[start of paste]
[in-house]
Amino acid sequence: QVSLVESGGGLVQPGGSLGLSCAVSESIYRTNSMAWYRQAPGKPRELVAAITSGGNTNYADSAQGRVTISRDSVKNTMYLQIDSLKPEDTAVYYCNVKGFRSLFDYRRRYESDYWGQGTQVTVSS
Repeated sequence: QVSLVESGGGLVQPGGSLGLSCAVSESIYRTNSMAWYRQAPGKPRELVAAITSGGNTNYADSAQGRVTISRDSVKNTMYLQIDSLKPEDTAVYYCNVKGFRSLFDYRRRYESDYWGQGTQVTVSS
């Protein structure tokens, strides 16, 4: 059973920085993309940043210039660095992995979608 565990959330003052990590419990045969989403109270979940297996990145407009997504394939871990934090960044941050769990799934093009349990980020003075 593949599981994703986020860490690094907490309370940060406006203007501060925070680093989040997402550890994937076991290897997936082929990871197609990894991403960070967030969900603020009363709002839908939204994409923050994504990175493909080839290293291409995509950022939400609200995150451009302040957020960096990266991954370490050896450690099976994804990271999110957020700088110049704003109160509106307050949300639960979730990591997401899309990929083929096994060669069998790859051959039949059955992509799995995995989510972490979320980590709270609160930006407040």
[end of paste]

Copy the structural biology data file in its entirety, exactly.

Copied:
[in-house]
Amino acid sequence: QVSLVESGGGLVQPGGSLGLSCAVSESIYRTNSMAWYRQAPGKPRELVAAITSGGNTNYADSAQGRVTISRDSVKNTMYLQIDSLKPEDTAVYYCNVKGFRSLFDYRRRYESDYWGQGTQVTVSS
Repeated sequence: QVSLVESGGGLVQPGGSLGLSCAVSESIYRTNSMAWYRQAPGKPRELVAAITSGGNTNYADSAQGRVTISRDSVKNTMYLQIDSLKPEDTAVYYCNVKGFRSLFDYRRRYESDYWGQGTQVTVSS
């Protein structure tokens, strides 16, 4: 059973920085993309940043210039660095992995979608 565990959330003052990590419990045969989403109270979940297996990145407009997504394939871990934090960044941050769990799934093009349990980020003075 593949599981994703986020860490690094907490309370940060406006203007501060925070680093989040997402550890994937076991290897997936082929990871197609990894991403960070967030969900603020009363709002839908939204994409923050994504990175493909080839290293291409995509950022939400609200995150451009302040957020960096990266991954370490050896450690099976994804990271999110957020700088110049704003109160509106307050949300639960979730990591997401899309990929083929096994060669069998790859051959039949059955992509799995995995989510972490979320980590709270609160930006407040």